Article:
Michael Kinsley: "I didn't do what I intended to do, which was to prove that the economy of the Internet made it possible for this kind of journalism to be self-supporting. I am sort of like Moses leading people to the edge of the Promised Land, but not all the way there." Honest.
A note of congratulations to Microsoft and best wishes for a successful launch of Visual Studio .NET, tomorrow. We look forward to many years of happy interop.
Up in Redmond they're asking if hell froze over too.
Nah it's just springtime and love is in the air. Two sure signs. One, the perfume smell is everywhere. Two, the frogs are making a racket. I can hear them right now as I write this, indoors. No doubt there are still a few frosts to come, and probably a couple more big storms, but it's unmistakeable, the California winter is almost over.
BTW, people are buzzing about Six Degrees. I look forward to trying it. Now a little-known fact -- it's done with XML-RPC. How about that. A desktop app that uses XML-RPC. Just like Radio. I bet the two programs will even work together. In incredible ways.
Bill Bumgarner has been doing some kickass stuff for Radio on Mac OS X. "Now I can post to Radio from any application that has Services. I can take advantage of the spell/grammar checker in Word. Use Project Builder's code formatter. Edit Tables and other HTML markup via WebObjects Builder. Easily post the output of a command in the terminal."
Jason Gillman calls this a "Major Breakthrough!" Screen shot for us Mac-deprived people.
Ken Bereskin, the blogging Apple exec, gives his seal of approval. Ken, isn't it fantastic that there are such creative developers working to make our products work better together. It doesn't get any better than this!
Le Devoir: "Si après avoir expérimenté avec quelque temps avec Blogger, vous vous apercevez que ses fonctions sont limitées pour vos besoins, vous voici prêt alors à faire le saut vers Radio, l'application de blogue la plus puissante actuellement."
Yo. Michael Swaine has a Radio weblog. Welcome!
Reading Dan Gillmor rant about crashes on Mac OS X and problems with the wireless LAN at Demo cause a pause. It's the usual Gillmor fare, but it's one thing for software to crash because of a bug, that's bad for sure, but it's even worse when they deliberately crash the software. Where is Dan's outrage about the broken archives? Does he sympathize more with his employer or his readers? Could he criticize Knight-Ridder if they deserved it?
Andy Sylvester continues to kick butt with the Radio 8 users directory. The spirit of DIY.
Jason Kottke wants to build a taxonomy presumably for his website. I posted a comment saying basically Use An Outliner. In a perfect world I could create a connection betw Jason and Andy Sylvester (see above) and Andy would transfer all he's learned about taxonomy to Jason.
Victor Ruiz writes: "On March 2nd, the 'I Quedada Bitacoril Hispana' will be held in Madrid. It's a webloggers meeting. I wish I could be there. I bet Spain is warmer than California.
Sjoerd: "Changing the buttons from table cells to divs don't suddenly make them more meaningful."
Hal Plotkin: "Within a few months, artists, writers and others will soon be able to go online, select the options that suit them best and receive a custom-made license they can append to their works without having to pay a dime to a lawyer, let alone the thousands of dollars it typically costs to purchase similar legal services."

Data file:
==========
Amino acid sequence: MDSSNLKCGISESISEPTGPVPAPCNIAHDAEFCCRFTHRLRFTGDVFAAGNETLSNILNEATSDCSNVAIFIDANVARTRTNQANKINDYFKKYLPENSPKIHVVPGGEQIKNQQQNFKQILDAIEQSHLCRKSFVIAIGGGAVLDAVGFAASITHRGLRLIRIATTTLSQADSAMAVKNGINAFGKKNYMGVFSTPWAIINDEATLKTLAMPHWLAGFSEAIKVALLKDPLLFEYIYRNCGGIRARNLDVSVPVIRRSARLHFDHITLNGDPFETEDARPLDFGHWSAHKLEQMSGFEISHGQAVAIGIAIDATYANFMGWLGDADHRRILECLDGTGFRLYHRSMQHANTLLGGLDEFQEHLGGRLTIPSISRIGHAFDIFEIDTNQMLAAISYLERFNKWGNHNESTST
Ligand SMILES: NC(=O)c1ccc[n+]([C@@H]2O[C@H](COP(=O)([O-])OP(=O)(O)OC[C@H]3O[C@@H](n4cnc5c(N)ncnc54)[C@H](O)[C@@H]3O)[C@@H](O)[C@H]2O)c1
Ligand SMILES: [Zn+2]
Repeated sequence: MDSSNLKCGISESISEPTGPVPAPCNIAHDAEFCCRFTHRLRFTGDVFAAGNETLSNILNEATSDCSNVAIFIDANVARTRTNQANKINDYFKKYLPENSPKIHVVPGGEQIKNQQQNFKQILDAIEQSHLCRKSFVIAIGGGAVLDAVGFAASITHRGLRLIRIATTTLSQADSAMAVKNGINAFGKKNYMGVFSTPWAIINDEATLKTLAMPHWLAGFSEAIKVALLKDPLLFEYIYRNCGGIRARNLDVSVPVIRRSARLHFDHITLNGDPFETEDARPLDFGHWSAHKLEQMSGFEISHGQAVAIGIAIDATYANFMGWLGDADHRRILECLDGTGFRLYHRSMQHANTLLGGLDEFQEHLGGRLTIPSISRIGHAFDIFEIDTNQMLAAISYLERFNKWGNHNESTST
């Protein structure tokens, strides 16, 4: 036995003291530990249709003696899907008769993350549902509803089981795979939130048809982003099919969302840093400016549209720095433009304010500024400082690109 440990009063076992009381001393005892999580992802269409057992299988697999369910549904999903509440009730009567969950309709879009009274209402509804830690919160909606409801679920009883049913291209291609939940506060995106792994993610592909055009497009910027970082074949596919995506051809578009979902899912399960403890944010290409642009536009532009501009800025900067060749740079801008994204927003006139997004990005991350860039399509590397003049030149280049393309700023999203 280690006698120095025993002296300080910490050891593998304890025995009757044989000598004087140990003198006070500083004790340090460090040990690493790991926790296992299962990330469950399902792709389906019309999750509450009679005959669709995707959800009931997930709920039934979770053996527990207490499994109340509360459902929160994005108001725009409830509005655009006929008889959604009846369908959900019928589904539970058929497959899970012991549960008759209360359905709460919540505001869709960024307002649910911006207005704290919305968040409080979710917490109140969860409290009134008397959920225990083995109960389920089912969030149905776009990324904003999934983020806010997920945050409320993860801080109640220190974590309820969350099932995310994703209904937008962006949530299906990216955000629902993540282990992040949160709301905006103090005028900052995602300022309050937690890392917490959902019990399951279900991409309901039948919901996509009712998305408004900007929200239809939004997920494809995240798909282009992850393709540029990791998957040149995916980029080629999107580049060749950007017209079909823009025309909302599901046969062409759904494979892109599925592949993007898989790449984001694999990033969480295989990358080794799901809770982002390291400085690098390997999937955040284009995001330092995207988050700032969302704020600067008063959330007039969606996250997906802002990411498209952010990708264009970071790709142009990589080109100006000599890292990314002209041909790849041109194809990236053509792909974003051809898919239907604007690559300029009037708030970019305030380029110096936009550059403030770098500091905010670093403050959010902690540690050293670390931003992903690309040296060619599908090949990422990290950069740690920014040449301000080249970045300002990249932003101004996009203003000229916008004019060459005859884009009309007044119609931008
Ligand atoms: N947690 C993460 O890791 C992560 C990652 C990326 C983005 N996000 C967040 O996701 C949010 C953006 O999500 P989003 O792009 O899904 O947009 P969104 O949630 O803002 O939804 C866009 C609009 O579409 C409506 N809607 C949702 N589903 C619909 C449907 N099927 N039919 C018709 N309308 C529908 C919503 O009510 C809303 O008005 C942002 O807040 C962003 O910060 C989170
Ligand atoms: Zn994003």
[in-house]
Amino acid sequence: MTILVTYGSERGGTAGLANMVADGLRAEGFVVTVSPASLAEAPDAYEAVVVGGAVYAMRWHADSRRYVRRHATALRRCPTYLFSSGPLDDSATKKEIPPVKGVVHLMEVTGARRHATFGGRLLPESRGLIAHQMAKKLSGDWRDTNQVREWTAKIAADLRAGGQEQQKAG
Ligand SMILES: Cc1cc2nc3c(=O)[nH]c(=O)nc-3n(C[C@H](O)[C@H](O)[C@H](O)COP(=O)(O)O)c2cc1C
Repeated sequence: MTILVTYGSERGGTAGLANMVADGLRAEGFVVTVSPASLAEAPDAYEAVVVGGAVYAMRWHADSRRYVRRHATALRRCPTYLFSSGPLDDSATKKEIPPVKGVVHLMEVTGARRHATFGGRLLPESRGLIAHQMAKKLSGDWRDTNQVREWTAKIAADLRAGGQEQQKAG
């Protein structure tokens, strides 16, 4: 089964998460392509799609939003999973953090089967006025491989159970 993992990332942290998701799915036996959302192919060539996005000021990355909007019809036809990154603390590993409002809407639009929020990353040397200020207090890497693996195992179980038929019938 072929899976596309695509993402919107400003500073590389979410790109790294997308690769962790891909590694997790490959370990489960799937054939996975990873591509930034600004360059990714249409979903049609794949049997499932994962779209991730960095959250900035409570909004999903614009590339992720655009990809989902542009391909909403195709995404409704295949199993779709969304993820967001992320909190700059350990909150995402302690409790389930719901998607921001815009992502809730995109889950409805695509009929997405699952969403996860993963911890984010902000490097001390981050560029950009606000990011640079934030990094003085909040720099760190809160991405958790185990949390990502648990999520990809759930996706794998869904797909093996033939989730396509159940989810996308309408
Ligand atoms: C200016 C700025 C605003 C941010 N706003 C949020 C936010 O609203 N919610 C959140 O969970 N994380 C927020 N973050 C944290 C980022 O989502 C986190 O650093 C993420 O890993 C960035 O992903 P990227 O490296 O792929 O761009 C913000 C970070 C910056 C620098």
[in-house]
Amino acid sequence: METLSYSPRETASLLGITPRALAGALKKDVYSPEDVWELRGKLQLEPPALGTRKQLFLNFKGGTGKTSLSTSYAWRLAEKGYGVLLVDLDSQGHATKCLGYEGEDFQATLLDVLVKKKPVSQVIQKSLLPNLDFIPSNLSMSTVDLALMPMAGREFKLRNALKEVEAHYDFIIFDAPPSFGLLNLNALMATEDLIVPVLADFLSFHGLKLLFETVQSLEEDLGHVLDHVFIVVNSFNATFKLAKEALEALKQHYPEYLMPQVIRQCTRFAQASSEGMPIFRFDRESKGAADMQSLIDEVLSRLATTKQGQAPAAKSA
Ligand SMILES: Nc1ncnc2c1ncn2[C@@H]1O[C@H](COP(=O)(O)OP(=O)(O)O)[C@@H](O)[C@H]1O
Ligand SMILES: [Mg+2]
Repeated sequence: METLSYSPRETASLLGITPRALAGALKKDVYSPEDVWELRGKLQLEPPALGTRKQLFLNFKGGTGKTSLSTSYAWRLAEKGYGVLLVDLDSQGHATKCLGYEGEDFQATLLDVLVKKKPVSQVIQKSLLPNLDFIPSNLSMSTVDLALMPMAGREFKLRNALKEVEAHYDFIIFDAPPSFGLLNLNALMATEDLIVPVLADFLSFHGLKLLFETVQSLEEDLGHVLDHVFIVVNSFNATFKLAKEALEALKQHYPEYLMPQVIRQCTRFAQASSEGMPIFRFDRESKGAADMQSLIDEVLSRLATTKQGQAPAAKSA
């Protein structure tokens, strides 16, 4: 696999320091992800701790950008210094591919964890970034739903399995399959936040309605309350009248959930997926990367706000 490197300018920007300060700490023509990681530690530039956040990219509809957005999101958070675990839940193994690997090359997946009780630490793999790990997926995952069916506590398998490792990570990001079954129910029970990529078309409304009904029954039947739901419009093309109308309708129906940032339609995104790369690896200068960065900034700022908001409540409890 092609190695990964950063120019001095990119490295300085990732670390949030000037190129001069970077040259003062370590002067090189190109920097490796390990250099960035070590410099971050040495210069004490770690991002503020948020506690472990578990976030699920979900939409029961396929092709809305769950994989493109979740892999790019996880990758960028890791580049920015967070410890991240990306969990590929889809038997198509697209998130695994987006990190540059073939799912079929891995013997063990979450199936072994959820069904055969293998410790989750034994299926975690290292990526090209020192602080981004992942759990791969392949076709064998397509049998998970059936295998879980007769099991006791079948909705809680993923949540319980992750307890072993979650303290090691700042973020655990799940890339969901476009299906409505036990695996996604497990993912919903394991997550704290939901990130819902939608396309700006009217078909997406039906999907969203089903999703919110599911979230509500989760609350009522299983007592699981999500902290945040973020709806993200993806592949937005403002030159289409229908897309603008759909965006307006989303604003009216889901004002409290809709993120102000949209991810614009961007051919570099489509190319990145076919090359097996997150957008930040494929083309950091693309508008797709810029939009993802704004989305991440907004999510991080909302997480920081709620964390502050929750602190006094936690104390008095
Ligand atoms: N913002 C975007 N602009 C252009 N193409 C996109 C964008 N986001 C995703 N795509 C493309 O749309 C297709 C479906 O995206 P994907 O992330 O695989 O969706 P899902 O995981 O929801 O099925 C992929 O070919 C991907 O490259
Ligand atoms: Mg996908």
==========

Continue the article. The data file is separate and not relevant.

Wired: "It may be a long time before British Telecom knows whether it lucked out or lost big in the legal sweepstakes. But even if it wins its court battle, experts said the British telephone company has already lost the war."
Here's a chance for some cross-community barn-raising and goodwill-creating. Derek Powazek wants to webcast his Fray Cafe from Austin. Wes Felter asks the question, so I pass it on to Wes, who can work out the system requirements with ease and grace, and maybe some generous soul in Austin with a great net connection can help out Derek. Tell them Scripting News sent you
We're lucky to have Jonathon Delacour using Radio 8. He's unstoppable. Yesterday he spent all day working with others on his templates. According to Delacour, you can definitely do a table-less CSS type weblog with Radio 8. He says he's not a designer or a CSS hacker (I guess he is now).
Checking in with Steve Pilgrim, he says "A hearty thanks to everyone for their positive remarks!" That's the thing a lot of people don't get, or don't like. We try to help each other in this community. That's the cool thing about the Web, not just the Radio community. It's like a barn raising. Everyone can help. Steve helps me by asking questions that reveal his intelligence and confusion with my work. No problem. We can relate as two intelligent people, even though I know a few things that he doesn't, I'm sure the opposite is true too. Once Steve is comfortable with Radio, I'm sure he'll share what he knows. That's when I get my payoff, when I start learning new things from someone I've gotten to know as a user of my software. I've been here before, with outliner users in the 80s. Boy those were some smart, generous cool people. I want more smart people. I'm greedy about intelligence.
A couple of things about CamWorld from the critics section. 1. Permalinks. Each item should have a URL of its own. This is basic practice for weblogs in 2002. 2. While the design was beautiful and innovative when it started in 1998, today it's kind of stale and uninteresting. With all due respect, an HTML newbies' first Radio 8 site looks prettier than CamWorld. Once they learn about themes, it's all over. Cam it's time for a redesign at CamWorld to show us your ideas on the state of the art in Web design in 2002. The current design has fallen behind, imho.
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